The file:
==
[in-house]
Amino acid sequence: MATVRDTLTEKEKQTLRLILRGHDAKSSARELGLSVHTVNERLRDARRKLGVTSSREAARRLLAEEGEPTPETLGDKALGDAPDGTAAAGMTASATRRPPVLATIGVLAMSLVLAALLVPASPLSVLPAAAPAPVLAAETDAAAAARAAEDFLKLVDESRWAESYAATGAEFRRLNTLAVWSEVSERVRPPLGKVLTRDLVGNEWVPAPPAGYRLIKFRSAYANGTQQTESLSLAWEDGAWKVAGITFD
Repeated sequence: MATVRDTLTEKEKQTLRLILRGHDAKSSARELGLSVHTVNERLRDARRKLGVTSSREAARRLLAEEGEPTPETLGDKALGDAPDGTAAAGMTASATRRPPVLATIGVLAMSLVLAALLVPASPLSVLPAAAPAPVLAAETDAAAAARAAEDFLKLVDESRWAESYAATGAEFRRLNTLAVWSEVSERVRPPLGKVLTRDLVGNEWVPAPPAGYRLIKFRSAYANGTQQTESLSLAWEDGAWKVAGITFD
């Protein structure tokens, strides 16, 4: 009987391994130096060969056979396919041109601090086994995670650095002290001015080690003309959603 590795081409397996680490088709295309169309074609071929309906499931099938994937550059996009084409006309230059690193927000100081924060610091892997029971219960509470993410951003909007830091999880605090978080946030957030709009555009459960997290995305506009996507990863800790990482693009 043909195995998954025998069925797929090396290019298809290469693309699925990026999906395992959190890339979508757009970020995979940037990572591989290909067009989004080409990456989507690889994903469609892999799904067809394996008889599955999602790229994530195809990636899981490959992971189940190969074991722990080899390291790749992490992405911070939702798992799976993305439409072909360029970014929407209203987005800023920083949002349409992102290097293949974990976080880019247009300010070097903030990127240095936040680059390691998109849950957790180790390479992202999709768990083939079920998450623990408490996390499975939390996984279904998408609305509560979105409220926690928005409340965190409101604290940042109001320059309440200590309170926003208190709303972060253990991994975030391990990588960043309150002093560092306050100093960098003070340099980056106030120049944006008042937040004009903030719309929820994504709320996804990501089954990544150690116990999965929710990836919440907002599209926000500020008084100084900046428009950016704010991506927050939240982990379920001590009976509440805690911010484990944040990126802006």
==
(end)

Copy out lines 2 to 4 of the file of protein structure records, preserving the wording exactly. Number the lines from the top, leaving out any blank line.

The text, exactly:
Amino acid sequence: MATVRDTLTEKEKQTLRLILRGHDAKSSARELGLSVHTVNERLRDARRKLGVTSSREAARRLLAEEGEPTPETLGDKALGDAPDGTAAAGMTASATRRPPVLATIGVLAMSLVLAALLVPASPLSVLPAAAPAPVLAAETDAAAAARAAEDFLKLVDESRWAESYAATGAEFRRLNTLAVWSEVSERVRPPLGKVLTRDLVGNEWVPAPPAGYRLIKFRSAYANGTQQTESLSLAWEDGAWKVAGITFD
Repeated sequence: MATVRDTLTEKEKQTLRLILRGHDAKSSARELGLSVHTVNERLRDARRKLGVTSSREAARRLLAEEGEPTPETLGDKALGDAPDGTAAAGMTASATRRPPVLATIGVLAMSLVLAALLVPASPLSVLPAAAPAPVLAAETDAAAAARAAEDFLKLVDESRWAESYAATGAEFRRLNTLAVWSEVSERVRPPLGKVLTRDLVGNEWVPAPPAGYRLIKFRSAYANGTQQTESLSLAWEDGAWKVAGITFD
């Protein structure tokens, strides 16, 4: 009987391994130096060969056979396919041109601090086994995670650095002290001015080690003309959603 590795081409397996680490088709295309169309074609071929309906499931099938994937550059996009084409006309230059690193927000100081924060610091892997029971219960509470993410951003909007830091999880605090978080946030957030709009555009459960997290995305506009996507990863800790990482693009 043909195995998954025998069925797929090396290019298809290469693309699925990026999906395992959190890339979508757009970020995979940037990572591989290909067009989004080409990456989507690889994903469609892999799904067809394996008889599955999602790229994530195809990636899981490959992971189940190969074991722990080899390291790749992490992405911070939702798992799976993305439409072909360029970014929407209203987005800023920083949002349409992102290097293949974990976080880019247009300010070097903030990127240095936040680059390691998109849950957790180790390479992202999709768990083939079920998450623990408490996390499975939390996984279904998408609305509560979105409220926690928005409340965190409101604290940042109001320059309440200590309170926003208190709303972060253990991994975030391990990588960043309150002093560092306050100093960098003070340099980056106030120049944006008042937040004009903030719309929820994504709320996804990501089954990544150690116990999965929710990836919440907002599209926000500020008084100084900046428009950016704010991506927050939240982990379920001590009976509440805690911010484990944040990126802006």